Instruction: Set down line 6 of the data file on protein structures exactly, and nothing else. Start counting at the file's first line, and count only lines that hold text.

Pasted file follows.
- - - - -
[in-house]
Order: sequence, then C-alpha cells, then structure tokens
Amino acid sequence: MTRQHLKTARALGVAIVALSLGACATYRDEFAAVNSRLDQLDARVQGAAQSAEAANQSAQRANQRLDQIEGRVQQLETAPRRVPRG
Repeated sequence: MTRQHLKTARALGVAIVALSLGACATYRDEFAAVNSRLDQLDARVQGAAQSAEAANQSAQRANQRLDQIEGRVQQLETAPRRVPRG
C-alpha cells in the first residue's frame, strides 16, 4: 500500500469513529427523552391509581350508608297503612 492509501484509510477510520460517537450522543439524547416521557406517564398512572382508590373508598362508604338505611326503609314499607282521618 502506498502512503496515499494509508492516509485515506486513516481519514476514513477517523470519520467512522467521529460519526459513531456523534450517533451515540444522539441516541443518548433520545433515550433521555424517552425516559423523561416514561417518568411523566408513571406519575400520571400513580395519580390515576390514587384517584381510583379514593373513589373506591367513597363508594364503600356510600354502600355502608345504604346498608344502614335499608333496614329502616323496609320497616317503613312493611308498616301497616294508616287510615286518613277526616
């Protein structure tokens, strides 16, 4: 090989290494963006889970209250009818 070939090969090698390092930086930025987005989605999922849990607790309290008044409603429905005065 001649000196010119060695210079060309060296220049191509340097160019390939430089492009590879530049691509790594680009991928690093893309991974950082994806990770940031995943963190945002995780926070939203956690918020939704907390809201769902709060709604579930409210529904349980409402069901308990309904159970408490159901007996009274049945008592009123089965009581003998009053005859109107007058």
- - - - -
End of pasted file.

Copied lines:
């Protein structure tokens, strides 16, 4: 090989290494963006889970209250009818 070939090969090698390092930086930025987005989605999922849990607790309290008044409603429905005065 001649000196010119060695210079060309060296220049191509340097160019390939430089492009590879530049691509790594680009991928690093893309991974950082994806990770940031995943963190945002995780926070939203956690918020939704907390809201769902709060709604579930409210529904349980409402069901308990309904159970408490159901007996009274049945008592009123089965009581003998009053005859109107007058």